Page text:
This past Mother’s Day was the first one I have spent as a foster mother of teenage girls. Both girls were with their birth mothers for the day and my own children were off being mothers and fathers to their own children. They remembered me sweetly and I didn’t really feel neglected, but I became even more aware of the complicated relationships we have with our parents, maybe especially daughters to mothers.
About 1980, when my girls were 12 and 8 years old, I read “My Mother, Myself,” by Nancy Friday. Already deep in the throes of a long-lasting clinical depressions, I immediately recognized my mother, myself, and my daughters in those pages and became even more depressed. It was obvious that I had already done all the wrong things and damaged our relationships beyond redemption. I will need to reread those pages to recall what I was thinking, but for now, with almost 40 additional years of mothering experience, I have some observations of my own.
Working with teen girls in the Child Protective Services system (AKA Foster Care) for the past few years I have been struck often by the devotion these girls have to their mothers. No matter what the reason that the court has removed them from their mother’s care, they love her and long for her attention and acceptance. In many cases they yearn for the day they will turn 18 when they can establish that relationship they have missed. I am not sure if they blame the court system, but I am quite sure they don’t blame their mothers for what happened in the past. I truly hope the mothers appreciate the gift of forgiveness and devotion.
Sometimes they are mature beyond their years and have reached an acceptance of their mother’s flaws, while still holding on tightly to the belief that all of that is past and the “new mom” she has become will be there for them and for their children. I suppose that is possible, but my experience tells me that it is unlikely.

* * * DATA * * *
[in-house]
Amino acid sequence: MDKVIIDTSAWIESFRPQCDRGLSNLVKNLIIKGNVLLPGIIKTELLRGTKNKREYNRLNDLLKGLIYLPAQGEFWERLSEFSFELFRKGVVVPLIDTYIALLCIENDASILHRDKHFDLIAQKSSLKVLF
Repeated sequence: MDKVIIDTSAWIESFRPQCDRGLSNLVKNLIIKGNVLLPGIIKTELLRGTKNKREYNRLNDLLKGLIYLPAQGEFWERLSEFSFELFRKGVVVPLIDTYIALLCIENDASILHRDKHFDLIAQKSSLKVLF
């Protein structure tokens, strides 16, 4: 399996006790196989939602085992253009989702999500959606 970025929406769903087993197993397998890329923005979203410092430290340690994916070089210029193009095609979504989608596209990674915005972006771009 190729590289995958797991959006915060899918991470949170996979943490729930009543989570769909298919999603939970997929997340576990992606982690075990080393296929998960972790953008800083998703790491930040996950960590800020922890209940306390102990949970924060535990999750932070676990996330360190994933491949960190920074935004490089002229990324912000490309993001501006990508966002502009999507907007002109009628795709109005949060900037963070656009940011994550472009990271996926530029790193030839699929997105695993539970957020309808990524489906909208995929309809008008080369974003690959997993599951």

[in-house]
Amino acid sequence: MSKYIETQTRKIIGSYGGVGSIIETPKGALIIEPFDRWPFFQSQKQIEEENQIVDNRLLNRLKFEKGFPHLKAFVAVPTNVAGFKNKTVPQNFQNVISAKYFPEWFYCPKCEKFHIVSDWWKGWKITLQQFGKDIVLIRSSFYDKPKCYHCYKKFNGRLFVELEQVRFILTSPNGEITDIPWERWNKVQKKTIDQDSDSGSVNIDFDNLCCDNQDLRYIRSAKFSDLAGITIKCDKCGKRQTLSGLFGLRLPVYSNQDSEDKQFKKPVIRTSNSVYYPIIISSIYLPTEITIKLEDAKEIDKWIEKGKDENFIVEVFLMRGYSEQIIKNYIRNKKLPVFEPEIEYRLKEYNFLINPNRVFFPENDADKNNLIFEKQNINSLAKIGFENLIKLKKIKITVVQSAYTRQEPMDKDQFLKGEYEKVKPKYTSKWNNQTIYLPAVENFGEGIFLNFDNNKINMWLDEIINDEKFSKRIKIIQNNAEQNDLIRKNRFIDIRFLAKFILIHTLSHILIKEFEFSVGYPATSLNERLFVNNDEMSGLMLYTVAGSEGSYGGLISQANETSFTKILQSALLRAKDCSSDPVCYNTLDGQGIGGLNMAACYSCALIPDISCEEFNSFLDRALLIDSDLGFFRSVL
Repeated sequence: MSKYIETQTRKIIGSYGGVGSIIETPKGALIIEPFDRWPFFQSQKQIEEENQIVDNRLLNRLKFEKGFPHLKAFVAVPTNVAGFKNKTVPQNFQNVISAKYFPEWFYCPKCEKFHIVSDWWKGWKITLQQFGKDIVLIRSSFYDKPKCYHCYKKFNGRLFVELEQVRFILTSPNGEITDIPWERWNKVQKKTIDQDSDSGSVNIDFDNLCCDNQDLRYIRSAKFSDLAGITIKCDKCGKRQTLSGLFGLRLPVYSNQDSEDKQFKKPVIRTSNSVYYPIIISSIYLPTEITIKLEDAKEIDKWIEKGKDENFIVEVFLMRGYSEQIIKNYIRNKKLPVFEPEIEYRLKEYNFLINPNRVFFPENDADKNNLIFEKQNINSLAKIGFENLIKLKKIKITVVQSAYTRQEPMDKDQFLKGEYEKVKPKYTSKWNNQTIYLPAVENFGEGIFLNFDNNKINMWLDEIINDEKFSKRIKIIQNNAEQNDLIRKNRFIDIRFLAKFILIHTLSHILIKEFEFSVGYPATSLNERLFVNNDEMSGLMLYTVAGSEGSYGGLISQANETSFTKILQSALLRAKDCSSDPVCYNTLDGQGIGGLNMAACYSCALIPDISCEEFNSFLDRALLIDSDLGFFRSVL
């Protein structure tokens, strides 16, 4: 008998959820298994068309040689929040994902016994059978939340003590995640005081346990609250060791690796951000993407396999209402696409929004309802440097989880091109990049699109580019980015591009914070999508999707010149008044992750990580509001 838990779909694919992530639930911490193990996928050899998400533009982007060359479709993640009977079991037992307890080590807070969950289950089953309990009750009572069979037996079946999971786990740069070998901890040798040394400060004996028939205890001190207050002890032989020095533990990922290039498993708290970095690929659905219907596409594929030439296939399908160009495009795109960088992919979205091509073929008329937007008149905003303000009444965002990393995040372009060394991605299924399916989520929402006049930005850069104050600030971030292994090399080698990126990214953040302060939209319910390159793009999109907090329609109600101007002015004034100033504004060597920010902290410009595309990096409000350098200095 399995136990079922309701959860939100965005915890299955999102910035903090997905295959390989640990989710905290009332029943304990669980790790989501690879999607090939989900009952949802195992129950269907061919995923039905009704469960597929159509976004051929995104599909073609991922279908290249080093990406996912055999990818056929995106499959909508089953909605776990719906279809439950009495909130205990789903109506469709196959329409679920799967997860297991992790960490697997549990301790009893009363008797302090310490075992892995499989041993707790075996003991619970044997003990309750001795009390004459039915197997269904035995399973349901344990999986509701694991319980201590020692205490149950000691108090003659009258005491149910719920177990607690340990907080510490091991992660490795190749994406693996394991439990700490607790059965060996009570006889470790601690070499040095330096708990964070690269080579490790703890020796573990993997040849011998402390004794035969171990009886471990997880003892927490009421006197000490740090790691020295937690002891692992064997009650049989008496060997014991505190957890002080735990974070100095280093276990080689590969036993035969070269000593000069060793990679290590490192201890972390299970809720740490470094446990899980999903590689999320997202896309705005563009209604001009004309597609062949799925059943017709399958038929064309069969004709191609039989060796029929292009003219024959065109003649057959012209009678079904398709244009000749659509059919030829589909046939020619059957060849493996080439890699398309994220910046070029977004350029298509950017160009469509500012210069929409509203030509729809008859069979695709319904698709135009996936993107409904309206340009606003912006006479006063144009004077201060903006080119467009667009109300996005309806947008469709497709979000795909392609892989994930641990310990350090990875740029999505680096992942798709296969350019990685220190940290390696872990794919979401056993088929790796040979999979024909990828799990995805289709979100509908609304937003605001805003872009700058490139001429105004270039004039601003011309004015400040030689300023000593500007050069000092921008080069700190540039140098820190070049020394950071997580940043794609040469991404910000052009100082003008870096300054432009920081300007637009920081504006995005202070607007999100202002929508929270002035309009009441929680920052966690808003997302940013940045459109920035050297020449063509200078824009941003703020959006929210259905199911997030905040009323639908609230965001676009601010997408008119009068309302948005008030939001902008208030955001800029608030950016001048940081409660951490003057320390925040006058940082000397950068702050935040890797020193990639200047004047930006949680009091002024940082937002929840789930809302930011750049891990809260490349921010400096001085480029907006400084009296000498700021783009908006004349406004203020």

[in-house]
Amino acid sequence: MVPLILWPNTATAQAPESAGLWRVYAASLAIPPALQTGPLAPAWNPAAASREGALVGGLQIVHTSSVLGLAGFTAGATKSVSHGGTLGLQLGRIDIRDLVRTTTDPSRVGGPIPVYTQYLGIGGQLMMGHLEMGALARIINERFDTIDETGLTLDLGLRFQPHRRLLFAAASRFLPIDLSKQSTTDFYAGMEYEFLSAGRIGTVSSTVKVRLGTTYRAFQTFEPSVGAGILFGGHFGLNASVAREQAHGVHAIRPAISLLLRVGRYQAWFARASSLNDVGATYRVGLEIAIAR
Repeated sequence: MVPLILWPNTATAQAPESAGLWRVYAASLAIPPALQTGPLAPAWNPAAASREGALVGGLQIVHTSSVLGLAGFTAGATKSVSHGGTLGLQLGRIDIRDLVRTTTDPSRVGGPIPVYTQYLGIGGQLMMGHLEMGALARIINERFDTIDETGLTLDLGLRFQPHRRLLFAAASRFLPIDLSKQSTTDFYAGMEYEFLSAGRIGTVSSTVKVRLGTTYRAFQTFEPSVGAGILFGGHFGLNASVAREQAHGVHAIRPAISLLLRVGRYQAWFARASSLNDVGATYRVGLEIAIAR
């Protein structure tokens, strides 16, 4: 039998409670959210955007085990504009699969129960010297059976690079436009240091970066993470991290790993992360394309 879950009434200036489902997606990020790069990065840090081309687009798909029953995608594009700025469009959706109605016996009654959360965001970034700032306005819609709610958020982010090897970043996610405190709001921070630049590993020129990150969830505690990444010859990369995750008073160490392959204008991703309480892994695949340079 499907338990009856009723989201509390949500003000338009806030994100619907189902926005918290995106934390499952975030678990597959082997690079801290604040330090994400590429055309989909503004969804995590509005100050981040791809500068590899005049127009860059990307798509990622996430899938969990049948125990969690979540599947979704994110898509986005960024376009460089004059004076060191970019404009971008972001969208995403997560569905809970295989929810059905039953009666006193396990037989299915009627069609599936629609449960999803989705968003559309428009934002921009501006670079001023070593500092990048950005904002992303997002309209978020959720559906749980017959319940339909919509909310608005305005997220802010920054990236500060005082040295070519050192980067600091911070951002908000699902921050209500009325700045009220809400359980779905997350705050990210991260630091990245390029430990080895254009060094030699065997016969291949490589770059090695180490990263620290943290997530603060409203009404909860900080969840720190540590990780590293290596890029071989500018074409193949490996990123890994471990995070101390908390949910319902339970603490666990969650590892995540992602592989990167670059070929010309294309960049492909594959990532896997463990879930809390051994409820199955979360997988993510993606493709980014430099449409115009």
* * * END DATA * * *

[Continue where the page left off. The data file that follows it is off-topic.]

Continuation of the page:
Not to be pessimistic, but for most of us mothers, it is an ongoing battle to be the parent our children wish they’d had, no matter how close a family we were or how devoted we were to the kids. I know women who did the best they could, given their own limitations and the culture of the day, to nurture and support their daughters. Yet, their daughters reject them, recite litanies of shortcomings and disappointments from their childhoods, and reject all explanations or attempts to reconcile.
It is difficult for a child to recognize that their parents are simply “people,” with all sadness, anger, disappointment, frustration, love, tenderness, and confusion that entails. Sometimes we are not good people, but usually we are not completely bad people either. Some of us are truly selfish, cruel, and demanding. Many of us probably shouldn’t have had children. None of us really understand what we are getting into when we have a baby. “My child will never <insert obnoxious behavior or unhealthy habit of choice>.” Then, by the time we realize we are in over our heads it is far too late to change our minds. Most of us make the needed accommodations, but some simply don’t have it in them.
I have always said that, while I don’t think of myself as “pro-abortion,” I do consider myself to be “pro-choice.” Not providing education and birth control and then forcing a woman to bear a child she neither wants nor can care for (especially if there are health issues and handicaps) condemns both the mother and the child to a of lifetime struggle. There are few safety nets for those little families; no childcare, no education, no healthcare, no counseling.
Someone mentioned adoption to me as a better option. But, how many of those children women are forced to bear will be adopted? How many of them are the right color, the right background? How damaged and neglected will they have been by the time they move into the “system” where are shuffled from foster home to foster home in search of an adoptive family?
I admire people who are willing to adopt children. They can be unselfish, giving, kind; it is not an easy task they are taking on. But, again, they are simply “people,” and some of them are just as selfish, cruel, and demanding as any other person. Nobody is a perfect parent, and nobody should be forced to be a parent when they already know they don’t want to do it.